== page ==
Using a program such as SuperCollider introduces a number of issues regarding timing and order of execution. Realtime audio synthesis requires that samples are calculated and played back at a certain rate and on a certain schedule, in order to avoid dropouts, glitches, etc. Other tasks, such as loading a sample into memory, might take arbitrary amounts of time, and may not be needed within a definite timeframe. This is the difference between synchronous and asynchronous tasks.
Problems can arise when synchronous tasks are dependent upon the completion of asynchronous ones. For instance trying to play a sample that may or may not have been completely loaded yet.
In SC2 this was relatively simple to handle. One scheduled synchronous tasks during synthesis, i.e. within the scope of a
Synth.play. Asynchronous tasks were executed in order, outside of synthesis. Thus one would first create buffers, load samples into them, and then start synthesis and play them back. The interpreter made sure that each step was only done when the necessary previous step had been completed.
In SC3 the separation of language and synth apps creates a problem: How does one side know that the other has completed necessary tasks, or in other words, how does the left hand know if the right is finished? The flexibility gained by the new architecture introduces another layer of complexity, and an additional demand on the user.
A simple way to deal with this is to execute code in blocks. In the following code, for instance, each block or line of code is dependent upon the previous one being completed.
In the previous example it was necessary to use interpreter variables (the variables a-z, which are declared at compile time) in order to refer to previously created objects in later blocks or lines of code. If one had declared a variable within a block of code (i.e.
var mySynth;) than it would have only persisted within that scope. (See the helpfile Scoping and Closure for more detail.)
This style of working, executing lines or blocks of code one at a time, can be very dynamic and flexible, and can be quite useful in a performance situation, especially when improvising. But it does raise the issues of scope and persistence. Another way around this that allows for more descriptive variable names is to use environment variables (i.e. names that begin with ~, so
~mysynth; see the Environment helpfile for details). However, in both methods you become responsible for making sure that objects and nodes do not persist when you no longer need them.
But what if you want to have one block of code which contains a number of synchronous and asynchronous tasks. The following will cause an error, as the SynthDef that the server needs has not yet been received.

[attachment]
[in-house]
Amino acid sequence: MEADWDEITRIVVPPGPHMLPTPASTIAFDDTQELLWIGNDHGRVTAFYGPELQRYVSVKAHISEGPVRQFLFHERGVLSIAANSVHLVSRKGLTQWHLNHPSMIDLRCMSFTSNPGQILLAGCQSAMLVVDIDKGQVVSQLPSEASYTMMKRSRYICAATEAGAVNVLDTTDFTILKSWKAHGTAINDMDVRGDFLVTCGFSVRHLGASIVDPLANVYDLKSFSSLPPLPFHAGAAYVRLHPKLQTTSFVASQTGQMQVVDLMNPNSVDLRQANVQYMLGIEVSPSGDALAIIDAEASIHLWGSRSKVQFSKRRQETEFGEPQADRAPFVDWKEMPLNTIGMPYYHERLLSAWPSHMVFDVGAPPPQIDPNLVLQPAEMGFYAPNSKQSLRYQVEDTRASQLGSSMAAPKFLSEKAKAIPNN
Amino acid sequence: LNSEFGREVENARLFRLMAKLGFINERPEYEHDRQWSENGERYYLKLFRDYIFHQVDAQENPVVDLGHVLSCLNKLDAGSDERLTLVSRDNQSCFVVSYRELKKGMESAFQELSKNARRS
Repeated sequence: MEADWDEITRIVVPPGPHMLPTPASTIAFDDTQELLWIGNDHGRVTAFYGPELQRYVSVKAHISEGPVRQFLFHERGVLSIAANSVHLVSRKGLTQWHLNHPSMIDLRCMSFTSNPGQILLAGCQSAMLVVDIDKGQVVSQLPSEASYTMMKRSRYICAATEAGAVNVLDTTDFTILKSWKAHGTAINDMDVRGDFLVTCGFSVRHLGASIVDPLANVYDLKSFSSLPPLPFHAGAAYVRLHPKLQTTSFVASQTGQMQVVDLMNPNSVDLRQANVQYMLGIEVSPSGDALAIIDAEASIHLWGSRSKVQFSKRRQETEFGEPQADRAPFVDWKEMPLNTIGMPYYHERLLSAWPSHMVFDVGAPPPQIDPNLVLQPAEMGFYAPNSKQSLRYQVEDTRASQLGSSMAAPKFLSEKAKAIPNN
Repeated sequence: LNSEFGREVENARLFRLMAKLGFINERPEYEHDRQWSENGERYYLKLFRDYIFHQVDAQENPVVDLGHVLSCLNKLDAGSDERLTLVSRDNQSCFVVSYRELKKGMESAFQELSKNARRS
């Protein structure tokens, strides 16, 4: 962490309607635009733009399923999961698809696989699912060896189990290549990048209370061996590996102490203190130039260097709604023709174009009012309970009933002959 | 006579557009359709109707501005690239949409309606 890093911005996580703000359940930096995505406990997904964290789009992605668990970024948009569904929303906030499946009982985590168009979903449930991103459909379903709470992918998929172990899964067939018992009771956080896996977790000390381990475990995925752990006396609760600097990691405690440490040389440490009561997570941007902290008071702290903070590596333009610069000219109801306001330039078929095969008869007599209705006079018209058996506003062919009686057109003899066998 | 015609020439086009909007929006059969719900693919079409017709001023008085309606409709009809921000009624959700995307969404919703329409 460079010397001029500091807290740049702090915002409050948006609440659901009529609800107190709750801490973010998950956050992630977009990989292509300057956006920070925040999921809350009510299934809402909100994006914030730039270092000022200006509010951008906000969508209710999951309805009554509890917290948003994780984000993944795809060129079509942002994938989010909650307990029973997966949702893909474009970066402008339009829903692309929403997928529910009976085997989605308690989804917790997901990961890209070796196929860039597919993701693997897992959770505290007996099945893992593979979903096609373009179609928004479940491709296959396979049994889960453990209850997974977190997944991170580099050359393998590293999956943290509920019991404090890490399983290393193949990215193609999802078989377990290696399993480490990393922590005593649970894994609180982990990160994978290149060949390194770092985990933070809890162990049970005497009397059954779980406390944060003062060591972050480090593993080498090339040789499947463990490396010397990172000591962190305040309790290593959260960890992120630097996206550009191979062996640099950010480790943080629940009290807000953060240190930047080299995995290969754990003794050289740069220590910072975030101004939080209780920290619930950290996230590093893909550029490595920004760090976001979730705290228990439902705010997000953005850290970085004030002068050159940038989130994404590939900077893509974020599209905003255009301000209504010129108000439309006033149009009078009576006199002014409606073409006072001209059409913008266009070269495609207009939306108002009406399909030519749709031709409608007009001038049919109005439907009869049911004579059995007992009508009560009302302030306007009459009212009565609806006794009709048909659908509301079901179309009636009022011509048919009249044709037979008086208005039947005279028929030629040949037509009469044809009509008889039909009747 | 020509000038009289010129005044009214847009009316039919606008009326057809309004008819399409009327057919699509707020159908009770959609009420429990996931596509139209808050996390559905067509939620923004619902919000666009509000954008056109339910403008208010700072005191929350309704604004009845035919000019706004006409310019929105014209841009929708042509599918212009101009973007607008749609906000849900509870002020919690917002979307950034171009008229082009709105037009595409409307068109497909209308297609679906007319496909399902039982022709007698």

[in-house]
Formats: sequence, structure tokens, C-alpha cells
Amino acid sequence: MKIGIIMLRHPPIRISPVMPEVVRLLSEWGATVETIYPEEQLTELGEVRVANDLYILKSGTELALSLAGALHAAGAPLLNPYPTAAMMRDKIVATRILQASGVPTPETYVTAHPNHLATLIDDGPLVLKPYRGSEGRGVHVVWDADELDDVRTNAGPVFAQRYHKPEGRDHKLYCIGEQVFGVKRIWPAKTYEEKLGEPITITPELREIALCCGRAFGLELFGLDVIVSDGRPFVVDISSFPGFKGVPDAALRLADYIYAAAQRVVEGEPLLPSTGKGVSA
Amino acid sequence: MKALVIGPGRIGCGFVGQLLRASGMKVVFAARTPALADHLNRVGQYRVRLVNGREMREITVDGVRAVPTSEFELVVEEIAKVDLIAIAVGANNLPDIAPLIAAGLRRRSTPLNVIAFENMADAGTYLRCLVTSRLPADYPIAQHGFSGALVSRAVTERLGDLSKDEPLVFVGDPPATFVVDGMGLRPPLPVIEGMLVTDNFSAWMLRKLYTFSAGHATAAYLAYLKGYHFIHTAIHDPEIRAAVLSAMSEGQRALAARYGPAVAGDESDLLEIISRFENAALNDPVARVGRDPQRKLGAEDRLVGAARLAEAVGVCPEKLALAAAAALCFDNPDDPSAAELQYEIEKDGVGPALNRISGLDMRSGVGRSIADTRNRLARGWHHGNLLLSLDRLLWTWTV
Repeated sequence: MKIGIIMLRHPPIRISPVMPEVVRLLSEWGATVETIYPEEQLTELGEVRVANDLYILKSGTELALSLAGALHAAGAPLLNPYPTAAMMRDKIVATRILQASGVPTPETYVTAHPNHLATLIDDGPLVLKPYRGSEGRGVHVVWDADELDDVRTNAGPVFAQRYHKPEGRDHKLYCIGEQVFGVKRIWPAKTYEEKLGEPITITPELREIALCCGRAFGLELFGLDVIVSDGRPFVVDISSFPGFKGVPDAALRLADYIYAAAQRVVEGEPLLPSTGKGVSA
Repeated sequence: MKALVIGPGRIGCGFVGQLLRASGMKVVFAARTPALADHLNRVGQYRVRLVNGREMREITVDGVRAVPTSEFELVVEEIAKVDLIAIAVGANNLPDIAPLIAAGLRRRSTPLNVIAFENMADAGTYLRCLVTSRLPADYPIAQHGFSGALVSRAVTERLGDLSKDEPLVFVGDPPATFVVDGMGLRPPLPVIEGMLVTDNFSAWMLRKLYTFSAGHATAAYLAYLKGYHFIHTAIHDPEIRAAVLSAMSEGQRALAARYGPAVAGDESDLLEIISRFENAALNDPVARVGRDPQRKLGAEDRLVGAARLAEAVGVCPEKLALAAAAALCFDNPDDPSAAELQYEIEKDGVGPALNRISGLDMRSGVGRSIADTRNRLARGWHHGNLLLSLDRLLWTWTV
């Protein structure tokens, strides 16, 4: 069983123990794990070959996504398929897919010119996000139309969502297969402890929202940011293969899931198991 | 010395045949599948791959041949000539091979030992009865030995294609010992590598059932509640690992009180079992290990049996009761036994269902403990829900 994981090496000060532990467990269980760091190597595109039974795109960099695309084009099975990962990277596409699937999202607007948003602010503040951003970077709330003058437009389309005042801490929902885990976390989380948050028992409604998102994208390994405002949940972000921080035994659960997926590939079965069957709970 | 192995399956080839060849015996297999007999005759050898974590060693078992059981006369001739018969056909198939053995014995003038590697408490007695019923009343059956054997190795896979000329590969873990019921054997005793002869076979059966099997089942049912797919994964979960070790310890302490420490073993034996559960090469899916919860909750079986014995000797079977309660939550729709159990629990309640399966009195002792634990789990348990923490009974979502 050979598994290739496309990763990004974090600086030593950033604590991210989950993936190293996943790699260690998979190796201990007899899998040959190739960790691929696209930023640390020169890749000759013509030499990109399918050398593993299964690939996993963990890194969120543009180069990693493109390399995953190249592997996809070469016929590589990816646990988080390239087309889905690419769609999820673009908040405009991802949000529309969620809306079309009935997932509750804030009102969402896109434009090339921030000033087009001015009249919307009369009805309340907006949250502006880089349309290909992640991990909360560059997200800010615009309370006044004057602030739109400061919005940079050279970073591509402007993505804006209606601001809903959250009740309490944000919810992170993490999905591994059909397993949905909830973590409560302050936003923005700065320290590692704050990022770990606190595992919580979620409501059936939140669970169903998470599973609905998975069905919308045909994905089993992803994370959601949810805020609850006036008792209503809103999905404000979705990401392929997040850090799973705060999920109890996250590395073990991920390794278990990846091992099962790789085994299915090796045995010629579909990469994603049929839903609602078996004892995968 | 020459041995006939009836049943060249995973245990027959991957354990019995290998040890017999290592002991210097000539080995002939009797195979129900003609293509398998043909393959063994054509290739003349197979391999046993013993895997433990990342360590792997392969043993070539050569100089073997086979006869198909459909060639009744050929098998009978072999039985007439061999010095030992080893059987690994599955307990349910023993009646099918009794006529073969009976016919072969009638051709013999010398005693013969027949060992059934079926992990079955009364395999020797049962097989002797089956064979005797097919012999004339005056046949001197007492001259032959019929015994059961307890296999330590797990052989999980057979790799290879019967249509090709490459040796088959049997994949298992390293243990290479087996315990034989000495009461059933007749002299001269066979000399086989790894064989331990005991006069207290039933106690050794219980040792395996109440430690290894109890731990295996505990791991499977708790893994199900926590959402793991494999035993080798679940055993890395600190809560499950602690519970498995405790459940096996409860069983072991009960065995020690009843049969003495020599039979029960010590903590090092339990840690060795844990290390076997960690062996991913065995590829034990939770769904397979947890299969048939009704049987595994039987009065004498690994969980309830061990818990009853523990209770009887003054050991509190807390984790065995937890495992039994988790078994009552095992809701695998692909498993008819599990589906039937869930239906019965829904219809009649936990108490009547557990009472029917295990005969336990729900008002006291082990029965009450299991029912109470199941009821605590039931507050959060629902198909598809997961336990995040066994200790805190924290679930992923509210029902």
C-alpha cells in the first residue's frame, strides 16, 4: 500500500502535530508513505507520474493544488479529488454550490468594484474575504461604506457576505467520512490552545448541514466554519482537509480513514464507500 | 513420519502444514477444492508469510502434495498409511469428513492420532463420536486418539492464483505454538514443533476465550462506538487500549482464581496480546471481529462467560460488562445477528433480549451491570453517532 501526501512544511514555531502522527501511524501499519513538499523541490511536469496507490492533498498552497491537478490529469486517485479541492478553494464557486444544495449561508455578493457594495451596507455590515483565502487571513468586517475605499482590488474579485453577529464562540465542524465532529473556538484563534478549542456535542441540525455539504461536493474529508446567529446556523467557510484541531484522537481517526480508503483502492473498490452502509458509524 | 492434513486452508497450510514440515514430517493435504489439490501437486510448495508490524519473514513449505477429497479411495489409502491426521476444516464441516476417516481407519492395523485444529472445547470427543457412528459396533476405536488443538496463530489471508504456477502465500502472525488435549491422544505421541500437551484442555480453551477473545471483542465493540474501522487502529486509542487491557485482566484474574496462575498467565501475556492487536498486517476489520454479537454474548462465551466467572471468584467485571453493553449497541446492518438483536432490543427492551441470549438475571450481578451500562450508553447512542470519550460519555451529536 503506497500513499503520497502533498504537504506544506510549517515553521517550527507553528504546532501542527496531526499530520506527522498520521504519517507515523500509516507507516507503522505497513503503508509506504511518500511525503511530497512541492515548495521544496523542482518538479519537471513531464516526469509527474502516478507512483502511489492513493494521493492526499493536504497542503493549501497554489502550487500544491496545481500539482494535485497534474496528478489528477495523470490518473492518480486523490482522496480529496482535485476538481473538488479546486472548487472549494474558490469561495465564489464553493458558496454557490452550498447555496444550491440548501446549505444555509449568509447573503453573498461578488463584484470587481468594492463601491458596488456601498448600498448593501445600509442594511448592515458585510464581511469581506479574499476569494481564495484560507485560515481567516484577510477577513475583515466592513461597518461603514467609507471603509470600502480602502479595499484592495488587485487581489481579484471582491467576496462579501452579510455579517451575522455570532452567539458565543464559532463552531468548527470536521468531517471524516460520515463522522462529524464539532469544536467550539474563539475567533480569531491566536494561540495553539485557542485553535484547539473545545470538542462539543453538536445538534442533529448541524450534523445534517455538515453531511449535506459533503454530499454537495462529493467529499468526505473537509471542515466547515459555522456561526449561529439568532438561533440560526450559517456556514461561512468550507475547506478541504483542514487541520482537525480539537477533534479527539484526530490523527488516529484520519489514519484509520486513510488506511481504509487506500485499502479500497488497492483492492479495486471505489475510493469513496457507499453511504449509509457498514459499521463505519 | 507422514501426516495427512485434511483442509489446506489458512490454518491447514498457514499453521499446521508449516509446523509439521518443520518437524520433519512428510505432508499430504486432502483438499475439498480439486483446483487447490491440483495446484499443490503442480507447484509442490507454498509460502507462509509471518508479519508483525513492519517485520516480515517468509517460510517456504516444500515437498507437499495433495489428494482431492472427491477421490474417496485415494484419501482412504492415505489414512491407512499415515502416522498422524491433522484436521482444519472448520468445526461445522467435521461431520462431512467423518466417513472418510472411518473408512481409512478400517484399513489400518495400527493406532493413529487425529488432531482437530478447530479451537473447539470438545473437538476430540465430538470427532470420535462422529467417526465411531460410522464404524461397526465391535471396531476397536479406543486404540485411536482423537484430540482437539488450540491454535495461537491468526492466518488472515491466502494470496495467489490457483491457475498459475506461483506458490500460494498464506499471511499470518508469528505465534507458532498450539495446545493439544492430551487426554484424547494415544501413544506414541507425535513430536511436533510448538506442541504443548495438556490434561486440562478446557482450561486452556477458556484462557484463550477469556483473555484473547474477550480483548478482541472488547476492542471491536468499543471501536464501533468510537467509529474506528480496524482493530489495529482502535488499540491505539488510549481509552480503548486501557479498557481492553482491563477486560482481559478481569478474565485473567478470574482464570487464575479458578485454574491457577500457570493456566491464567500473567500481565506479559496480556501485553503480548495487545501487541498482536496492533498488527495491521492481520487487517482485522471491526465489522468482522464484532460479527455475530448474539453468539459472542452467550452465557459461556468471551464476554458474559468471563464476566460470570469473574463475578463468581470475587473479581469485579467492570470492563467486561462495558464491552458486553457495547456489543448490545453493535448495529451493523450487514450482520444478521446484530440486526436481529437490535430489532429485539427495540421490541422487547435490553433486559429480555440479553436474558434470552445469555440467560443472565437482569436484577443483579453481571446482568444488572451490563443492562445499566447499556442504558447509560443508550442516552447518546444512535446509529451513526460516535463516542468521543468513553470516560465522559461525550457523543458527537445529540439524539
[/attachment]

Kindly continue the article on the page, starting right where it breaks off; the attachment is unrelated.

A crude solution would be to schedule the dependant code for execution after a seemingly sufficient delay using a clock.
Although this works, it's not very elegant or efficient. What would be better would be to have the next thing execute immediately upon the previous thing's completion. To explore this, we'll look at an example which is already implemented.
You may have realized that first example above was needlessly complex. SynthDef-play will do all of this compilation, sending, and Synth creation in one stroke of the enter key.
Let's take a look at the method definition for SynthDef-play and see what it does.
This might seem a little complicated if you're not used to mucking about in class definitions, but the important part is the second argument to
this.send(target.server, msg);. This argument is a completion message, it is a message that the server will execute when the send action is complete. In this case it says create a synth node on the server which corresponds to the Synth object I've already created, when and only when the def has been sent to the server app. (See the helpfile Server Command Reference for details on messaging.)
Many methods in SC have the option to include completion messages. Here we can use SynthDef-send to accomplish the same thing as SynthDef-play:
The completion message needs to be an OSC message, but it can also be some code which when evaluated returns one:
If you prefer to work in 'messaging' style, this is pretty simple. If you prefer to work in 'object' style, you can use the commands like
setMsg, etc. with objects to create appropriate server messages. The two proceeding examples show the difference. See the Node Messaging helpfile for more detail.
In the case of Buffer objects a function can be used as a completion message. It will be evaluated and passed the Buffer object as an argument. This will happen after the Buffer object is created, but before the message is sent to the server. It can also return a valid OSC message for the server to execute upon completion.
The main purpose of completion messages is to provide OSC messages for the server to execute immediately upon completion. In the case of Buffer there is essentially no difference between the following:
One can also evaluate a function in response to a 'done' message, or indeed any other one, using an OSCFunc. See its help file for details.